The issues may be unchanged, but multi-managers are scrutinising the capabilities of their fund managers very closely, says Jenny Buck
Arguably what a multi-manager is looking for today is no different to what it was three years ago. A fund manager should be able to demonstrate that:
Given the experiences that we have all felt over the last few years, the bar that fund managers now need to jump over is, in my opinion, much higher. Below, I comment on the ways that our investment process has evolved at Schroders along with some observations on what we are seeing in the market place in general.
Over the last three years, the issues that have generally taken up more time than in the previous three years have revolved around debt, treasury management, valuations and corporate governance.
On the debt side, we focus much more on a fund manager's debt management credentials, debt philosophy, proposed strategy and, increasingly, the relationships fund managers have with banks. Will they be able to obtain the debt that they are proposing?
The Landesbanki crisis particularly focused our minds on cash management and counter-party risk. It is surprising how few managers really think about this, even now. Many argue that they do not hold material sums and so it is not relevant to them.
Valuations across the world have been under scrutiny in some form or another over the last two years and have arguably caused the industry a lot of trouble with respect to banking covenant breaches and redemptions on open-ended funds. This is not the place to discuss valuations. But stating the obvious, it is critical to ensure that you fully understand the valuation that the fund manager is producing, what accounting methodology is being adopted, who is doing the valuation and how it takes into account or not taxation issues, as well as how performance fees are being accrued. For us, this is especially important when we are buying or selling funds on the secondary market.
Corporate governance is another wide-ranging concept, the quality of which is variable. However good a manager thinks they are, they can always do better, and should engage with their investors as much as possible. Investors can see the issues as they arise and usually anticipate problems before being told. Investors, however, do not like surprises and also do not like procrastination. Investors also do not like having to make decisions quickly - they have clients or others to manage and get consent from.
I have also been disappointed with the way that independent advisers have kept their heads below the parapet. We now look to meet with these individuals before investing in order to get a sense of how proactive they are, or intend to be.
Some of the main changes in the market place over the last 12 months have been around fees, leverage, performance, alignment and due diligence.
Clean, transparent fees are now the order of the day. The ability for managers to charge for things like debt arrangement, lettings and sales has drastically diminished. Investors want a single, clean fee. There also appears to be a move away from catch-up provisions. Carry provisions appear to be moving to an 80:20 split over a given hurdle. Hurdle rates have moved in some markets, but not as much as expected when you take into account the fact that markets have fallen anywhere between 20% and 50%. In the past, it was quite common to see a higher carry over a certain hurdle rate.
Not surprisingly, there is now more focus on leverage and the amount that investors are comfortable with - this is right and proper. However, I suspect that the focus on debt investment process and debt professionals within a manager's team is not as great as it might be. How often do investors ask for the track record of a fund manager's debt strategy, and how it has added value?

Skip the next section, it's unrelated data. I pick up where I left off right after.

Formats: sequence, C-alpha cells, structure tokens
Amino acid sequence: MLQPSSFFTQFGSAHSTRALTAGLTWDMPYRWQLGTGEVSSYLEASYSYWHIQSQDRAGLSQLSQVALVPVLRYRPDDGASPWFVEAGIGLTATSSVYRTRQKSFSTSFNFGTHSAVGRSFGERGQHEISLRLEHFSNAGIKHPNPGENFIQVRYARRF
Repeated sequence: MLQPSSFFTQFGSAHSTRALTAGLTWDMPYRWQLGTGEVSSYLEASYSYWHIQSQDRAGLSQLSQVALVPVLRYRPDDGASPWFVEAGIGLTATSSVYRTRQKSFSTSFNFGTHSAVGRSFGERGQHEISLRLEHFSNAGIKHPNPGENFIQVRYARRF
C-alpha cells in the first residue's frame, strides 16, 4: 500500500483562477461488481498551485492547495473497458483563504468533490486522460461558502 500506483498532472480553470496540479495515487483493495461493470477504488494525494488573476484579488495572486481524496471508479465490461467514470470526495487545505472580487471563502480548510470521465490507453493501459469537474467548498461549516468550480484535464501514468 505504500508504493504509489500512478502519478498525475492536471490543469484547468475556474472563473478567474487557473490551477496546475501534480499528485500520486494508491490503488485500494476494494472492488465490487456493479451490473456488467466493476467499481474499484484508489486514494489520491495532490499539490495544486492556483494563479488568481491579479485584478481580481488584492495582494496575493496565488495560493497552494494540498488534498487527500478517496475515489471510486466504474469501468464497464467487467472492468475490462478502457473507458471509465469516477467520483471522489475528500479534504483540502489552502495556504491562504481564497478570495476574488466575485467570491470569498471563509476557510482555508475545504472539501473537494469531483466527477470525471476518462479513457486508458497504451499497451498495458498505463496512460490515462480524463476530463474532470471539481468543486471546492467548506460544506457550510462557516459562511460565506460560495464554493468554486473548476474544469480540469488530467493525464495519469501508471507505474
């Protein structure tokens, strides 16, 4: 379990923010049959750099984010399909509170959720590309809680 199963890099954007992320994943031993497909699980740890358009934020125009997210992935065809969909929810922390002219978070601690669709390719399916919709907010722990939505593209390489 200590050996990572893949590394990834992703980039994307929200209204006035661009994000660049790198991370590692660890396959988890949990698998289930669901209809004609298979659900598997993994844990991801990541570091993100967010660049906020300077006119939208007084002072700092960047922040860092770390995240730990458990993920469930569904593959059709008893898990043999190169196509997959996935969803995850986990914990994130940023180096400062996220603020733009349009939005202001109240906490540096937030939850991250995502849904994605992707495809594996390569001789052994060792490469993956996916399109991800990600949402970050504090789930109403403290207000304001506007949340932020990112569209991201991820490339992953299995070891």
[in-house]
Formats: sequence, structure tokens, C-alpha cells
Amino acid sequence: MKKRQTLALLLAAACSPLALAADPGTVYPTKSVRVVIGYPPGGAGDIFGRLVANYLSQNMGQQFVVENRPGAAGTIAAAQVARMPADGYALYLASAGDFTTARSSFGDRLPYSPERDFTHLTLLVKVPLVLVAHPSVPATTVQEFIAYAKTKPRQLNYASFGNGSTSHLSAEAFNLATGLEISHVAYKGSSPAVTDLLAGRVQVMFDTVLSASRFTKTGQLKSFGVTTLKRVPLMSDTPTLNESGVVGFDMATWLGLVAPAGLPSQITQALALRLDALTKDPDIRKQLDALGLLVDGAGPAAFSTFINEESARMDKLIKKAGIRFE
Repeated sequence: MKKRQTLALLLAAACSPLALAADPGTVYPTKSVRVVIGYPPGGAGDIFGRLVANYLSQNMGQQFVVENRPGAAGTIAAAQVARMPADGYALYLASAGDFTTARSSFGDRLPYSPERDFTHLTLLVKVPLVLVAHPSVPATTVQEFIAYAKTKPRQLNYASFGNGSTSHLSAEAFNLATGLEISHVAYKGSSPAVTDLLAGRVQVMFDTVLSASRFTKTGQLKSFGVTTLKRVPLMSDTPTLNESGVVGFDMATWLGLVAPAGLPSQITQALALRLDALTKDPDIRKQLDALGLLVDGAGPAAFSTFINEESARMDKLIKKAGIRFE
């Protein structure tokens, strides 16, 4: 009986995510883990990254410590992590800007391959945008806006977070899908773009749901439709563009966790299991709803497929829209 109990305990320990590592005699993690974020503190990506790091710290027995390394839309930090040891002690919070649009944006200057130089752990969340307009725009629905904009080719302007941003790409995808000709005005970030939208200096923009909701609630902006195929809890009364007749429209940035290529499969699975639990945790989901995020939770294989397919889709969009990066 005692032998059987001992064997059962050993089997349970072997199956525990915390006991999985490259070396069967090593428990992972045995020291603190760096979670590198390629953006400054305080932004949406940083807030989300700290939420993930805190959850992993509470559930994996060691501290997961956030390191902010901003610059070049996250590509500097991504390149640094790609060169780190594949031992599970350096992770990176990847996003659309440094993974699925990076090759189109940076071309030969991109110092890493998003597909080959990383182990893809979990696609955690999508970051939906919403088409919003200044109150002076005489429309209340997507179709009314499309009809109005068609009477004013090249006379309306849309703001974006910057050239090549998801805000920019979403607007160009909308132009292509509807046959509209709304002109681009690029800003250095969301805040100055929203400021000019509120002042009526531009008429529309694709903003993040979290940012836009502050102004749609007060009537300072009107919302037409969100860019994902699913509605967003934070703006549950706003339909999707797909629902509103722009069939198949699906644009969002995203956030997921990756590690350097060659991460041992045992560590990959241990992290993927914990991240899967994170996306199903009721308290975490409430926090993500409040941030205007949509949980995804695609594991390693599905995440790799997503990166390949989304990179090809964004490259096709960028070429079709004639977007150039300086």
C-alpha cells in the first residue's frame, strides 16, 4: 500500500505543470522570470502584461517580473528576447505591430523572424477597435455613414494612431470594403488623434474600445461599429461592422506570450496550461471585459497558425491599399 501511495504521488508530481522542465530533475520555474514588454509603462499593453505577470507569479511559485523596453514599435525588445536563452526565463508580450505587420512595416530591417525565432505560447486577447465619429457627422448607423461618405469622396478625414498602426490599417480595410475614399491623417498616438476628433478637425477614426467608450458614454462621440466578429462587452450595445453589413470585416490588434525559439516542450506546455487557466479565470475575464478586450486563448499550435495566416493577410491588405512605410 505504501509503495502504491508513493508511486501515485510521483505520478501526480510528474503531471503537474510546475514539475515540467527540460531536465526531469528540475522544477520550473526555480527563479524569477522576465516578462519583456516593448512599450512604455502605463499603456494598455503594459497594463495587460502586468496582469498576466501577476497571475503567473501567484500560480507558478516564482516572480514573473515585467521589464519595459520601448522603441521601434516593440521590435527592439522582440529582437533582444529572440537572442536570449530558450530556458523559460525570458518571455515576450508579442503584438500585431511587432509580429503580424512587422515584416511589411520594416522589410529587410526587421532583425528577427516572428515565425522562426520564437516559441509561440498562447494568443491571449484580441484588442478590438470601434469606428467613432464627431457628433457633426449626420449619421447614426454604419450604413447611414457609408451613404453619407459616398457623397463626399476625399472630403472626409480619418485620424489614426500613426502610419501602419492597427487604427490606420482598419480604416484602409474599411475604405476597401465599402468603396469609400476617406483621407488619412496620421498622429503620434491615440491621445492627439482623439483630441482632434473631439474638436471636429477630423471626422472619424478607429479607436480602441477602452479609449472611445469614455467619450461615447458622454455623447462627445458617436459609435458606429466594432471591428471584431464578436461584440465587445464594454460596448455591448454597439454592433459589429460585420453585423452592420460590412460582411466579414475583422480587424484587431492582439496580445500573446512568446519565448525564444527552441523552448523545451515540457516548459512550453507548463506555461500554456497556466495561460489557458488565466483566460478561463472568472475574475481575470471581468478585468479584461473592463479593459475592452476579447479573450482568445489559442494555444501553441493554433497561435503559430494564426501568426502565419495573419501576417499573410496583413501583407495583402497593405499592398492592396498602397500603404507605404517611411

Today, managers are being carefully scrutinised on their performance track record. No longer is the IRR from your previous funds sufficient. Investors want to see equity multiples, returns pre- and post-gearing, and at an asset level. They also want to understand where the returns are expected to come from in the proposed fund.
Alignment has always been a topic of heated debate, and remains such. Generally, investors believe that a manager should have money in a fund to ensure that they remain committed and focused. This is rational. But, it is worth considering what investors want from this alignment: maximisation of returns or risk mitigation? Why is there a greater focus on alignment on the higher-octane funds? Did alignment do its job over the last three years? Whose money is in fact at risk? What is the appropriate level of alignment?
With US President Barack Obama's recent proposals that banks should be prohibited from investing in private equity funds, and signs that groups may be disaggregating their banking/savings businesses from their asset management businesses, the ability of fund managers to put significant amounts of money into deals will diminish. The industry should be increasingly focused on structuring alignment to protect the downside and to ensure that ‘real' money is at stake, and it is meaningful in the context of the individuals concerned. This, however, poses a number of challenges for employers: can you insist your staff put their own money up and can you ask them to show their net worth to clients?
Investors are now spending more time on due diligence. They want to look under every stone, and in many cases they are being given the time as it is still tough to raise money and close funds. Closings are also being affected by capacity - investors probably have smaller teams than they did two years ago.
In conclusion, I do not think multi-managers are looking for anything fundamentally different, but the emphasis is changing and I think there are some further developments to come.
Jenny Buck is head of Schroders' global indirect property multi-manager business.